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Leaving the Bar: Is Dissatisfaction Among Criminal Barristers an Opportunity for Law Firms?

  • April 10, 2024

It may be several years since members of the Criminal Bar Association (CBA) voted to end strike action, but the underlying dissatisfaction among criminal barristers has not entirely gone away. That dissatisfaction could prove to be an opportunity for solicitors’ firms and corporate legal departments in an ongoing war for legal talent. If they can position themselves as an attractive alternative to criminal practice, they could reap the benefits of barristers leaving the bar.

Why are Criminal Barristers Leaving the Bar?

For many barristers their profession is a calling, something they have invested in heavily both emotionally and financially, in preparing for. However, there are several factors that may be pushing barristers, particularly junior and mid-career advocates into leaving the bar.

Low pay is perhaps the biggest factor, and the main driver behind previous strikes. Pupillage can be expensive, yet early career barristers can expect to earn as little as £12,200 for the first three years of work. And, despite a 15% uplift in legal aid fees in 2022, low criminal barristers pay is still a major push factor for those leaving the bar.

Poor mental health and wellbeing combined with a poor work life balance is also pushing barristers to reexamine their careers. In the latest Barristers Working Lives Survey, over 32% of those working at the bar reported a low level of overall wellbeing, with criminal barristers having lower levels of wellbeing than those practicing in other areas of law.

A lack of career progression and skill development opportunities is also affecting young barristers. A global study by the International Bar Association found that 38% felt that there weren’t enough opportunities in criminal practice to level up their careers, and a further 25% were looking to leave the profession because of limited professional development and training.

There is also a widespread feeling that the criminal justice system in its current state is failing both victims and defendants. For barristers, many of whom enter the profession to help those who need it, this lack of ability to do so may lead to them choosing to move away from criminal law.

Benefits of Hiring Former Barristers

The expertise of criminal barristers extends beyond the courtroom, meaning they have skills that could be invaluable in various areas of law. Here are some benefits of hiring criminal barristers for other areas of law:

  • Transferable Skills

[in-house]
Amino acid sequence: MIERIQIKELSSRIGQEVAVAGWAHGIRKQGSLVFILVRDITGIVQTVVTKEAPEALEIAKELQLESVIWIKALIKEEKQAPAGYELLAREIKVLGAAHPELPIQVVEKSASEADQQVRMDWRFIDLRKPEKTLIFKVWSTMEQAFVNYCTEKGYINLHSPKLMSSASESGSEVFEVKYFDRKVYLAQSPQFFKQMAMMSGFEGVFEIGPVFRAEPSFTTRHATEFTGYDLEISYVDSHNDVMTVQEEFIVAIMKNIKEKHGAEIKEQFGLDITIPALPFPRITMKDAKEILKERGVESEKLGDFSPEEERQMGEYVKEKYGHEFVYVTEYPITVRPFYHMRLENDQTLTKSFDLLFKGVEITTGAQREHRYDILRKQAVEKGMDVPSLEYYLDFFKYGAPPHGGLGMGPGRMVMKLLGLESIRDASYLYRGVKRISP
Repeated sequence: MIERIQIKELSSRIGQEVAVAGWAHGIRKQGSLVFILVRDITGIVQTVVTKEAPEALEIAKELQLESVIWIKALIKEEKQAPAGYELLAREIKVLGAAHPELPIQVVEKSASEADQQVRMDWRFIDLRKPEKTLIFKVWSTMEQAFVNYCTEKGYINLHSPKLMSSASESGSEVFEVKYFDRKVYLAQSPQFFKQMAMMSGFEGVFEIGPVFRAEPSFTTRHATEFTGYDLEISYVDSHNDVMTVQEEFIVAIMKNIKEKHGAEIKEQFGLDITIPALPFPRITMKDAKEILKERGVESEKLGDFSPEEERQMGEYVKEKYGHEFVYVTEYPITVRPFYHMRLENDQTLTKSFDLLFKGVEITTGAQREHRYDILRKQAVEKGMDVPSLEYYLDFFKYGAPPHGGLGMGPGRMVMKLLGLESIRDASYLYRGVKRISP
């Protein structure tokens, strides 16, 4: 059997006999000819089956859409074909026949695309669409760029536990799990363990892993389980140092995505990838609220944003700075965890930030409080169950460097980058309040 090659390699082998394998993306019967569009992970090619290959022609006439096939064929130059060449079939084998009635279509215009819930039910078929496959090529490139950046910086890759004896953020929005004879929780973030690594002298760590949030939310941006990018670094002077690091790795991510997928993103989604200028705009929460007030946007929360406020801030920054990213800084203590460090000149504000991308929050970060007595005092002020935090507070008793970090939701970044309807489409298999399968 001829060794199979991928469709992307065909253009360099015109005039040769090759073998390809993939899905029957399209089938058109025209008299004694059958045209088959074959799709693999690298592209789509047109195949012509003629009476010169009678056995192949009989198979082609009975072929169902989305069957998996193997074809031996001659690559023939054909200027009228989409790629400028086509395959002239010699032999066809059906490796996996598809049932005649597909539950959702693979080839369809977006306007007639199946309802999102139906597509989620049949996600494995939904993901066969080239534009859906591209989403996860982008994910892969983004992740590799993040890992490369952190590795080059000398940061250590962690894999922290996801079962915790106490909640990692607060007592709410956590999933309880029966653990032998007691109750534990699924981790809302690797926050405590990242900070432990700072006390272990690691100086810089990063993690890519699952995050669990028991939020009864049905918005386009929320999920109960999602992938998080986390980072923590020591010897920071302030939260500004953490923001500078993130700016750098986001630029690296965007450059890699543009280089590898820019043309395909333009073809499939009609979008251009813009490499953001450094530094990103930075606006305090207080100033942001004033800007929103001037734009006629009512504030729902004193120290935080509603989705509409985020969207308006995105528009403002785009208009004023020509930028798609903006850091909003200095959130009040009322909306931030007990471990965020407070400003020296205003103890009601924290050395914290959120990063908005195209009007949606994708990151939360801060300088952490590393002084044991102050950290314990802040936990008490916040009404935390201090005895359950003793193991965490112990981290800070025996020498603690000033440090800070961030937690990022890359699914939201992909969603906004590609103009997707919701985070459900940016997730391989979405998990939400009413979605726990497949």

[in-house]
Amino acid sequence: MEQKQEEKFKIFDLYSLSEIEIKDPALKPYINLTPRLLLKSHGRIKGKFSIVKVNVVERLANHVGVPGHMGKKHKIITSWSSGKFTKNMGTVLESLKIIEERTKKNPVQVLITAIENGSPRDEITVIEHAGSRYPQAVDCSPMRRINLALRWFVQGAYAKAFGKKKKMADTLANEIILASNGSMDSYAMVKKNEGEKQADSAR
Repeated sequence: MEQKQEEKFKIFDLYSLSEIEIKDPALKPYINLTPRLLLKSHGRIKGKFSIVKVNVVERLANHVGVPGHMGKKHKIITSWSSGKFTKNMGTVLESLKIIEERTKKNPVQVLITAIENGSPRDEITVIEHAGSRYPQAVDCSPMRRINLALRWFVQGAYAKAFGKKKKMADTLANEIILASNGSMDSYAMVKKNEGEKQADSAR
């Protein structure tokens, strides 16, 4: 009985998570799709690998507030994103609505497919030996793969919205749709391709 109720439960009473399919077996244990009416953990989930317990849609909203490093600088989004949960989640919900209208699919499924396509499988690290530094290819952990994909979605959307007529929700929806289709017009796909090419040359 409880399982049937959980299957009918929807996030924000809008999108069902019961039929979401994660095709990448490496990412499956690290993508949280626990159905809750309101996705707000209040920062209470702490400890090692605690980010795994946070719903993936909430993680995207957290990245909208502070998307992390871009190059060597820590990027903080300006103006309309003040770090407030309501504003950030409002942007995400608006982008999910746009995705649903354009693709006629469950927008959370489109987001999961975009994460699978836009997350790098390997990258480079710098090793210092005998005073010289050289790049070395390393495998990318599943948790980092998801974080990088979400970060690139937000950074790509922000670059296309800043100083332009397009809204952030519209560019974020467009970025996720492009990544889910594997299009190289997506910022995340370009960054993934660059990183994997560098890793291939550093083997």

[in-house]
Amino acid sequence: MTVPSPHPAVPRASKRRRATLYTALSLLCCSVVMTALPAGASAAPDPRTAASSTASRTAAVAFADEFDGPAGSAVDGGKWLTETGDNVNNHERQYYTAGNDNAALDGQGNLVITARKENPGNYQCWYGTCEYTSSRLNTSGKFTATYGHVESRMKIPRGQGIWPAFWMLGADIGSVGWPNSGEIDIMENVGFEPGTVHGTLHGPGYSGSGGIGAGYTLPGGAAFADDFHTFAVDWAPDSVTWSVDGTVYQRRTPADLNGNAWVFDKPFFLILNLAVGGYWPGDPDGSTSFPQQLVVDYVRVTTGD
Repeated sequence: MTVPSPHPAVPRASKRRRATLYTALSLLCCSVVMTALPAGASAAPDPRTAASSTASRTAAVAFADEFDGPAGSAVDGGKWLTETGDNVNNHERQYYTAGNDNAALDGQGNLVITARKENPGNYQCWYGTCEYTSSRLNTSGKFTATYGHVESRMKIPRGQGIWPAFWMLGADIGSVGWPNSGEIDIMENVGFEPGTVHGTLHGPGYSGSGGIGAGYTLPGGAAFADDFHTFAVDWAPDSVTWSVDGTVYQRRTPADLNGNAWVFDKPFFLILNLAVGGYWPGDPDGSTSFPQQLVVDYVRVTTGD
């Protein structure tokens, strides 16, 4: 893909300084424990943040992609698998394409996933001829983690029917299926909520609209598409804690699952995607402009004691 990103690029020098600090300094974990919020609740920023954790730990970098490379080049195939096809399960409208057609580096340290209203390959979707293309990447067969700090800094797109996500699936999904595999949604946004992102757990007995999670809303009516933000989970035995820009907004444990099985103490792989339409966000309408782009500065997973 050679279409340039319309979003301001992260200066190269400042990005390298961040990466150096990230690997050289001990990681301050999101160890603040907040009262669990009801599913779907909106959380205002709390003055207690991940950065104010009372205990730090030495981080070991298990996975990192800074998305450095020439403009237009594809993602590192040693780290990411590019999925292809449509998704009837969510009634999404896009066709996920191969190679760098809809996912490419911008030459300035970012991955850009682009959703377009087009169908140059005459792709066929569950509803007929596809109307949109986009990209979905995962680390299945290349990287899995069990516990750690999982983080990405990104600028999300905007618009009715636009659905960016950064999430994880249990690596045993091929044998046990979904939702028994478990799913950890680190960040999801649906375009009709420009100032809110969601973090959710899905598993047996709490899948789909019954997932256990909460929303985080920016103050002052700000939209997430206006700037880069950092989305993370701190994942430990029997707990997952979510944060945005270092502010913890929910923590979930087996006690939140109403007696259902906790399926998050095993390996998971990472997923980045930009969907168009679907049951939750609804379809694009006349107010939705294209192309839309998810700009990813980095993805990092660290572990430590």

Criminal barristers possess a diverse skill set honed through their courtroom experiences, including effective communication, analytical thinking, and persuasive argumentation. These skills are highly transferable and applicable in civil litigation, family law, and other legal areas.
  • Strong Underlying Knowledge
    Thanks to their rigorous legal training, barristers develop a deep understanding of legal principles, statutes, and case law. This foundational knowledge means they are adaptable, versatile, learn quickly and are equipped to navigate complex legal issues across different practice areas with ease and precision.
  • Critical Thinking and Problem-Solving
    Dealing with criminal cases requires barristers to think critically and devise strategic solutions to complex legal problems. This ability to analyse evidence, anticipate opposing arguments, and develop effective strategies translates seamlessly across all areas of legal practice.
  • Effective Advocacy Skills
    Criminal barristers excel in advocacy and are adept at presenting compelling arguments and persuading judges and juries. These skills prove invaluable in civil disputes, where the ability to articulate a client’s position convincingly can significantly influence case outcomes.

By being open to hiring former barristers as solicitors or in other roles in legal practice, you can significantly enhance the services you offer and improve your ability to achieve favourable outcomes for clients.

Attracting Criminal Barristers to Other Areas of Law

To attract barristers considering leaving the bar, employers can take proactive steps to showcase the benefits of transitioning from independent practice to roles in law firms:

  • Offer support for barristers to reskill by providing training programmes or resources to transition smoothly into different areas of law or roles within the firm.
  • Highlight the advantages of working in a law firm, such as paid holidays, being part of a supportive team, regular client interaction, and additional employment benefits like healthcare and retirement plans.
  • Encourage barristers to apply for positions within the firm by demonstrating a willingness to consider their unique skills and experiences.
  • Showcase the diverse range of legal work available, from corporate law to environmental law, emphasising opportunities for barristers to explore new areas of interest.
  • Emphasise your commitment to purpose-driven work, particularly in areas like family law or environmental law, where barristers can make a meaningful impact and practice in ways that align with their values.

Clayton Legal has over 25 years’ experience helping clients attract and retain legal talent across practice areas that include Property, Personal Injury, Family, Criminal, and Costs law as well as Legal IT and Civil and Commercial Litigation.

If you are building your legal team, we can help. Call us on 01772 259 121 or email us here.

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